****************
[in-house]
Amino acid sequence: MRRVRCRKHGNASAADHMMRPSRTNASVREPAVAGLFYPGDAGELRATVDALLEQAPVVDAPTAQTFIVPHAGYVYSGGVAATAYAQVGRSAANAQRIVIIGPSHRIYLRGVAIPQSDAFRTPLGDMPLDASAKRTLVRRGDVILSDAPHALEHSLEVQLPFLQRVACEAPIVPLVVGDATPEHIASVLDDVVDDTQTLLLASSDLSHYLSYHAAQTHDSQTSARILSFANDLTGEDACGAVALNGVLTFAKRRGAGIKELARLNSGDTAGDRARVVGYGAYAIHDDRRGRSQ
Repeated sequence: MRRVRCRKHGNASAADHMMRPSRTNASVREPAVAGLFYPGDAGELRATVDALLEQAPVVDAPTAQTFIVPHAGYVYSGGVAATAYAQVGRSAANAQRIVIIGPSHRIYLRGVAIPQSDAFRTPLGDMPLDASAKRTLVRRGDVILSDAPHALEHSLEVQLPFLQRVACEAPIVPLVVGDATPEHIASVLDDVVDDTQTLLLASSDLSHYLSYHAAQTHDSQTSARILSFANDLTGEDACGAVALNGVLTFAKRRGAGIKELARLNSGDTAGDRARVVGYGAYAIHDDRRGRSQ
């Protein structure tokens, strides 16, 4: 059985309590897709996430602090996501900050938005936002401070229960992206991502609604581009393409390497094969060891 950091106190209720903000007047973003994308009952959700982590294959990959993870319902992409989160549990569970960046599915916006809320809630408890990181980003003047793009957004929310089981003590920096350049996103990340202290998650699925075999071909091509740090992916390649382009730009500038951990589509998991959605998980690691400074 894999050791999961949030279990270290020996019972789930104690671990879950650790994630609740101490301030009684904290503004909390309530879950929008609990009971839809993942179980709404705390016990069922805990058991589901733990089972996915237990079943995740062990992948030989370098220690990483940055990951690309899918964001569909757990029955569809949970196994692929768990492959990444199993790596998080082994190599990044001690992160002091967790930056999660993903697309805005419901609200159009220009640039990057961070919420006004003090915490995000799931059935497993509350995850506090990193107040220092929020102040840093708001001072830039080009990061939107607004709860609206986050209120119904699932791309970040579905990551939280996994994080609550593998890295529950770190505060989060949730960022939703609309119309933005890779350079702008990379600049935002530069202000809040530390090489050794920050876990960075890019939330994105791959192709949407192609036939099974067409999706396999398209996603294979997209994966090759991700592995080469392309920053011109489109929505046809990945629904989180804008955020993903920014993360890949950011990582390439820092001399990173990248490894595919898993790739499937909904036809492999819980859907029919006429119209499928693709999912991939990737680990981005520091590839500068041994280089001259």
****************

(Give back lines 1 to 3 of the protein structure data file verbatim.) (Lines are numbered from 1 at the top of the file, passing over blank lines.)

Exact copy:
[in-house]
Amino acid sequence: MRRVRCRKHGNASAADHMMRPSRTNASVREPAVAGLFYPGDAGELRATVDALLEQAPVVDAPTAQTFIVPHAGYVYSGGVAATAYAQVGRSAANAQRIVIIGPSHRIYLRGVAIPQSDAFRTPLGDMPLDASAKRTLVRRGDVILSDAPHALEHSLEVQLPFLQRVACEAPIVPLVVGDATPEHIASVLDDVVDDTQTLLLASSDLSHYLSYHAAQTHDSQTSARILSFANDLTGEDACGAVALNGVLTFAKRRGAGIKELARLNSGDTAGDRARVVGYGAYAIHDDRRGRSQ
Repeated sequence: MRRVRCRKHGNASAADHMMRPSRTNASVREPAVAGLFYPGDAGELRATVDALLEQAPVVDAPTAQTFIVPHAGYVYSGGVAATAYAQVGRSAANAQRIVIIGPSHRIYLRGVAIPQSDAFRTPLGDMPLDASAKRTLVRRGDVILSDAPHALEHSLEVQLPFLQRVACEAPIVPLVVGDATPEHIASVLDDVVDDTQTLLLASSDLSHYLSYHAAQTHDSQTSARILSFANDLTGEDACGAVALNGVLTFAKRRGAGIKELARLNSGDTAGDRARVVGYGAYAIHDDRRGRSQ